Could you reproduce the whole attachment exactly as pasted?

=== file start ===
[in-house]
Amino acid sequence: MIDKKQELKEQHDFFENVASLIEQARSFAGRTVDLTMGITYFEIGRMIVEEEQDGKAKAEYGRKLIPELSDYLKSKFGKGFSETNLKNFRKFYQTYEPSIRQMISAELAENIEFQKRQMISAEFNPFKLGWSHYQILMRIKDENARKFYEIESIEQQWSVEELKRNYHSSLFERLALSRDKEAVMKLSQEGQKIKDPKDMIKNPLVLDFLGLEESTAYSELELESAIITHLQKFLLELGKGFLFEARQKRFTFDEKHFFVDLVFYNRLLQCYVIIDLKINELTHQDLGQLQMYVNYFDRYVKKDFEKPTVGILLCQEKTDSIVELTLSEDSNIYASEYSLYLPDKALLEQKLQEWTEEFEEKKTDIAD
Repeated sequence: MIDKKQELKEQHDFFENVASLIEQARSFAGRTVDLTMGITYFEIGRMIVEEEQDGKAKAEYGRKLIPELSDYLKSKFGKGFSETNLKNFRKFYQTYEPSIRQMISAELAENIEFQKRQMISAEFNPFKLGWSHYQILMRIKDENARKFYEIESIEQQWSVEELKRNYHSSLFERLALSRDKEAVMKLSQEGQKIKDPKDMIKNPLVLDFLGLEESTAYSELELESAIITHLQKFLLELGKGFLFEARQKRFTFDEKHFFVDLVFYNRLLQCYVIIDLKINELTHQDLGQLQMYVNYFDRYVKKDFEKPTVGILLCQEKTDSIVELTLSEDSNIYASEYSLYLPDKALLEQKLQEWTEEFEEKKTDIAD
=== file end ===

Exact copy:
[in-house]
Amino acid sequence: MIDKKQELKEQHDFFENVASLIEQARSFAGRTVDLTMGITYFEIGRMIVEEEQDGKAKAEYGRKLIPELSDYLKSKFGKGFSETNLKNFRKFYQTYEPSIRQMISAELAENIEFQKRQMISAEFNPFKLGWSHYQILMRIKDENARKFYEIESIEQQWSVEELKRNYHSSLFERLALSRDKEAVMKLSQEGQKIKDPKDMIKNPLVLDFLGLEESTAYSELELESAIITHLQKFLLELGKGFLFEARQKRFTFDEKHFFVDLVFYNRLLQCYVIIDLKINELTHQDLGQLQMYVNYFDRYVKKDFEKPTVGILLCQEKTDSIVELTLSEDSNIYASEYSLYLPDKALLEQKLQEWTEEFEEKKTDIAD
Repeated sequence: MIDKKQELKEQHDFFENVASLIEQARSFAGRTVDLTMGITYFEIGRMIVEEEQDGKAKAEYGRKLIPELSDYLKSKFGKGFSETNLKNFRKFYQTYEPSIRQMISAELAENIEFQKRQMISAEFNPFKLGWSHYQILMRIKDENARKFYEIESIEQQWSVEELKRNYHSSLFERLALSRDKEAVMKLSQEGQKIKDPKDMIKNPLVLDFLGLEESTAYSELELESAIITHLQKFLLELGKGFLFEARQKRFTFDEKHFFVDLVFYNRLLQCYVIIDLKINELTHQDLGQLQMYVNYFDRYVKKDFEKPTVGILLCQEKTDSIVELTLSEDSNIYASEYSLYLPDKALLEQKLQEWTEEFEEKKTDIAD